To Logan, everything happens quickly and slowly at the same time. The nurses perform a million tests, it seems, but Eli gets bundled up and placed in his mother’s arms. His heart rate, breathing, and all physical functions are normal, so he stays there. Logan and Ashley enjoy their first moments as parents, though Ashley is beyond exhausted. She fights it, and Logan doesn’t protest with the doctors giving her a clean bill of health as well.


Eli is too tiny to tell for sure, but Logan thinks he looks more like Ashley. It will probably be years before they know whom he resembles more, of course. Logan thinks about other things he’ll experience in the future—first words, learning to walk, teaching him football. They all seemed like dreams months ago, minutes ago, but now that he can see his son, now that he can feel his skin, they seem much different.


The medical procedures wrap up, and the new parents reluctantly give Eli away to take his place in the nursery. Ashley falls asleep almost instantly, so Logan sends for his parents. The new grandparents admire Eli from behind the nursery glass, between hugs and tears of congratulations and joy.


Victor is next, and Logan is so dazed he doesn’t notice the distressed look on his brother’s face.


“Yo,” Victor says, “the game—”


“Not right now,” Logan says. “Say hello to your nephew.”


He points through the glass, gives a few details, and Victor finds baby Eli in the crowd.


“He’s beautiful, man,” Victor says. “Congratulations.”


They exchange an awkward handshake that turns into a firm hug. Logan tells him to come back in a little while.


Those minutes go quickly for Logan despite not much happening. Ashley rests, and Eli cries in the nursery, still fully healthy. Logan makes a point of thanking the doctors and nurses one more time.


The euphoria begins to fade, and Logan decides it’s time for football again. Logan makes his way toward the waiting area, where he sees Victor pacing nervously, tapping away at his phone. They make eye contact, and Victor pockets the phone.


“Okay,” Logan says. “Fill me in.”


“Well,” Victor says, stumbling over his words, “there, um…”


“Did we win?”


“Yeah, we won, 27-23, but…”


“But? What happened?”


Victor looks around. “We should probably head to the south side of the hospital.”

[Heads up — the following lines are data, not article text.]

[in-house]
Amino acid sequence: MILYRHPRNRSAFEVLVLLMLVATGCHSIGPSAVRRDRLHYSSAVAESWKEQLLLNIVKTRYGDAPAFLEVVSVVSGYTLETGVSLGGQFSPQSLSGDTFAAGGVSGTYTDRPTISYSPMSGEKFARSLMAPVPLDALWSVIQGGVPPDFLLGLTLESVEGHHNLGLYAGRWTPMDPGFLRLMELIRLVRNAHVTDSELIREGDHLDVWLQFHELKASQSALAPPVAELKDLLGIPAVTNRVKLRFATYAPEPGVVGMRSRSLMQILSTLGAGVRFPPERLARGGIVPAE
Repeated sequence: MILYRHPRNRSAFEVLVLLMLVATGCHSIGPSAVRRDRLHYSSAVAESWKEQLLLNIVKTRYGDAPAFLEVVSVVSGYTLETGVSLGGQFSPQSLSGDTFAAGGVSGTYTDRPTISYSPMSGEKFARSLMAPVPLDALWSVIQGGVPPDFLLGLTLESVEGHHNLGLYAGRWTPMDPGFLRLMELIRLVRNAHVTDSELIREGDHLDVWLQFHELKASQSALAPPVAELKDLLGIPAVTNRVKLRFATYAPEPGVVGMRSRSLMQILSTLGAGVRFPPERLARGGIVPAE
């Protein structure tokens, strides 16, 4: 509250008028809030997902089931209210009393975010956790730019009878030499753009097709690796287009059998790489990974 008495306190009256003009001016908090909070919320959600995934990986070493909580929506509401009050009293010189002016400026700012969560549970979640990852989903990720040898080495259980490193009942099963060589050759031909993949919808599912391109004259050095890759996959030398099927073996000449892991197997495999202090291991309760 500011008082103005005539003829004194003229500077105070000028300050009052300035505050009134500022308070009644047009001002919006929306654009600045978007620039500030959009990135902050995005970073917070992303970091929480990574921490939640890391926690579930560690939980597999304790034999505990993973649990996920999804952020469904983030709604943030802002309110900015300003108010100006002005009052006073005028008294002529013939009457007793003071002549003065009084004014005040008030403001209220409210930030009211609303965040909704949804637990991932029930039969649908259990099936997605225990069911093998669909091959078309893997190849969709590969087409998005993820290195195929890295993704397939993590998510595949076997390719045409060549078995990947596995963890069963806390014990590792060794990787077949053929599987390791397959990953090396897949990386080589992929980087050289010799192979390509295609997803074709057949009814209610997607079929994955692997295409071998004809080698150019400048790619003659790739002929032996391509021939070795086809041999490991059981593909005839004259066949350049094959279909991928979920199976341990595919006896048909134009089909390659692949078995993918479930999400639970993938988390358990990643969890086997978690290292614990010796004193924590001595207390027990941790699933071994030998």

“Because that’s where the emergency room is.”







Panthers 23, Knights 20, 4:32 to play. After a Carolina punt sails out of bounds, officials spot the ball on the Los Angeles thirty-two. The Knights are about thirty yards from a game-tying field goal and exactly sixty-eight yards from a game-winning touchdown.


“Let’s go, men!” Harden says to the offense as they run onto the field. He’s about fed up with this game, and he can’t take overtime. They need to win it here or be done with it.


Maverick drops back and hits Harper on consecutive completions. The Panthers have shaded increasingly towards Wilkes this quarter, which is fine. The Knights have enough receiving threats to go around.


Hurrying the pace with the clock ticking, Maverick gets everyone lined up, the entire stadium on edge. He goes through his cadence, working a hard count again. A white jersey jumps into the neutral zone. Penner snaps the ball, and Maverick takes a deep drop with a free play. He tracks Wilkes, steps up, and gets crushed, holding onto the ball.


Harden takes a few steps onto the field, not seeing a flag. “OFFSIDES! OFFSIDES!”


Officials spot the ball for second and seventeen as an incredulous Maverick pleads with the referee.


“HE WAS OVER THE GODDAMN LINE!” Harden yells as officials and coaches usher him back onto the sideline. He keeps working the refs as McKenzie calls the next play.


Feeling his throat dry, Harden tries to relax. But his heart keeps pounding, and it feels like he’s got a wad of mucus in his throat. Breaths escape his mouth as gasps. Gasps become coughs.


He walks toward a nearby table for some water. By the time he gets there, his hand trembles as he grabs the cup. He subconsciously blocks a hard cough with his hand, and he blinks repeatedly, feeling lightheaded and seeing a spat of blood covering his hand.


Players and coaches nearby witness Harden looking strangely at his hand before he stumbles, his face as white as the chalk lines on the field, and he falls to the ground.
















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#2 RazorStar


    Hatred Outlives the Hateful

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Posted 17 March 2017 - 01:20 PM

Ah, Logan's child stole Merle's life force. There can only be one!

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#3 Thanatos


    Byrd is the word

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Posted 17 March 2017 - 01:37 PM

Oh fuck no!

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#4 Vin


    You are like a little baby. Watch this.

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Posted 18 March 2017 - 09:59 PM

He's dead, Jim.


Good stuff. :yep: